Welcome to my monthly column from Tuscany.
The Virus and The Italian People
There is no getting away from it, here in beautiful Tuscany, we are quite rightly isolated in our own homes, like the rest of the country, until early April. We are allowed to go out one at a time, to buy groceries or visit the farmacia (chemist).I have chosen to avoid going to the supermarket, instead supporting our local alimentare, grocery store, in Fiano. The family who run La Dispensa are absolute stars. They have had to close the coffee bar, so no coffee or pastries, but everything else can be bought there. However, there is no joy in visiting the village any more. Everyone waits to be invited into the shop, whilst standing at least a meter apart from each other outside. Conversation is subdued, a smile will get one returned, but it quickly fades.
The Italians are a wonderful mix of people, but whatever their background they are naturally sociable. So this is proving really hard for the elderly who normally sit snuggled up around coffee bar tables or on benches watching the world go by. I heard said that one person’s nonna, aged ninety-two, believes she is destined to die alone! So, there is a lot of sadness around.
On the other hand, the Italians love to sing and make music. Organised mini-concerts with instruments or pots and pans, are happening on people’s balconies. Yesterday, at around 6pm, music and song filled the air. And, of course, they love to eat, so the families will continue to enjoy their pranzo and cena. For many, eating at home has always been the norm.
The sacrifices we are making to save lives, are well worth it. From my point of view these are no restaurants, caffe bars, hairdressers or beauty parlors. Yes, a lot of stuff can be ordered on-line and deliveries are still being made for most things. The government is now reopening some of the factories that provide for the supply chain to grocery stores and supermarkets. It’s a question of lock- down the country, then gradually and as safely as possible, bring back those work places and factories that are absolutely essential to feed and provide medication to the people.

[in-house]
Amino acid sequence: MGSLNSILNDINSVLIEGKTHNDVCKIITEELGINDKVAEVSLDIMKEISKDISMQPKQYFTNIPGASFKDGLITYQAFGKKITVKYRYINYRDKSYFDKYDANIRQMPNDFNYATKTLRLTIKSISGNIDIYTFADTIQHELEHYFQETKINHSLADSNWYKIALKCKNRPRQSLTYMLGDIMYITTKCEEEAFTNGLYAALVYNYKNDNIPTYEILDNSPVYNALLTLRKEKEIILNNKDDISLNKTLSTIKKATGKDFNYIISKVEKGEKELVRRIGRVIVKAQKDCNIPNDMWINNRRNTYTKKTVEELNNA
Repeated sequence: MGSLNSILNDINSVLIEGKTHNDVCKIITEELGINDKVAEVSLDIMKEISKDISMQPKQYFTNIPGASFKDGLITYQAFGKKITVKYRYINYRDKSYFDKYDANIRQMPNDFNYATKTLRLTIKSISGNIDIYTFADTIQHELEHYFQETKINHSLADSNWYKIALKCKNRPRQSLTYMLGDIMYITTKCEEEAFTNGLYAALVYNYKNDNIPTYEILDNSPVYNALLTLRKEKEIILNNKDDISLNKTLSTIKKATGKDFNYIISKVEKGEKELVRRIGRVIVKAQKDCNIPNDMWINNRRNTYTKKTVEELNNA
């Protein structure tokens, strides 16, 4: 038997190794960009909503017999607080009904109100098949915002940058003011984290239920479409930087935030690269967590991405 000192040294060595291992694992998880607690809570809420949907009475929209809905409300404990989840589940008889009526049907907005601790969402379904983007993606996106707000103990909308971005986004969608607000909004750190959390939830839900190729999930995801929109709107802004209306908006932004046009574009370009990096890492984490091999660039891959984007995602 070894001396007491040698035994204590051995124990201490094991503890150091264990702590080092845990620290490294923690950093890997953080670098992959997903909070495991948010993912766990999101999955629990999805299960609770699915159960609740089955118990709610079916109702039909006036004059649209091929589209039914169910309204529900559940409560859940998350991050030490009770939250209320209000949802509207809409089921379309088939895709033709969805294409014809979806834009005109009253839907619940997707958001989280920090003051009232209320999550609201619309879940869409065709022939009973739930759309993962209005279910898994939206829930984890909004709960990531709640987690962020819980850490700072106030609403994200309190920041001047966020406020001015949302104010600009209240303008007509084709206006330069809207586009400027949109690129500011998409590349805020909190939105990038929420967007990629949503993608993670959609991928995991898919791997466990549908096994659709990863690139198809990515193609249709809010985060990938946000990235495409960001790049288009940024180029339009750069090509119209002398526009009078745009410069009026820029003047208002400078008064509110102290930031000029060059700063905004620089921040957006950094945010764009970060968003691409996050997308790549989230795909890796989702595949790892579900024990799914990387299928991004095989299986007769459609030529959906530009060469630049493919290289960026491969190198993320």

Meanwhile, on a much lighter note, the Tuscan countryside is bursting with Spring. So instead of going to the caffe bar in the early morning, we take a stroll around our country garden, breathe in the wonderful smells of cut grasses and blossoms and soak up the view. By some stroke of luck I bought a proper espresso machine a few months ago, so we can still enjoy a morning coffee.
My man and I are able to work remotely. We have a business in London, but 95% of our business can be transacted without face to face meetings. I am also a writer, so no problems for me. Friends and family have reported some difficulties like having to share the dining table with one’s partner to work and finding that intrusive. Another is having difficulty caging her teenage daughter! But it’s amazing how one adapts. In our area, everyone is sticking to the rules and there seems to be an acceptance to what was an inevitable situation. Let’s hope a cure can be found soon!
Well, we are continuing the preparations for our garden Rock Concert on 19 June. This gives us something to really look forward to. Whilst we must take each day as it comes, some future planning is not a bad thing. We have many friends who are dependent on the tourist industry, so they are being very hard hit. But I have a gut feeling that come June, things will take a turn for the better.
Yes, I would have loved to have sent you a column full of lovely places to visit and events happening in our area. But for now, I must ask you to watch this space. Enjoy good music, food and wine. We are!
Salute June x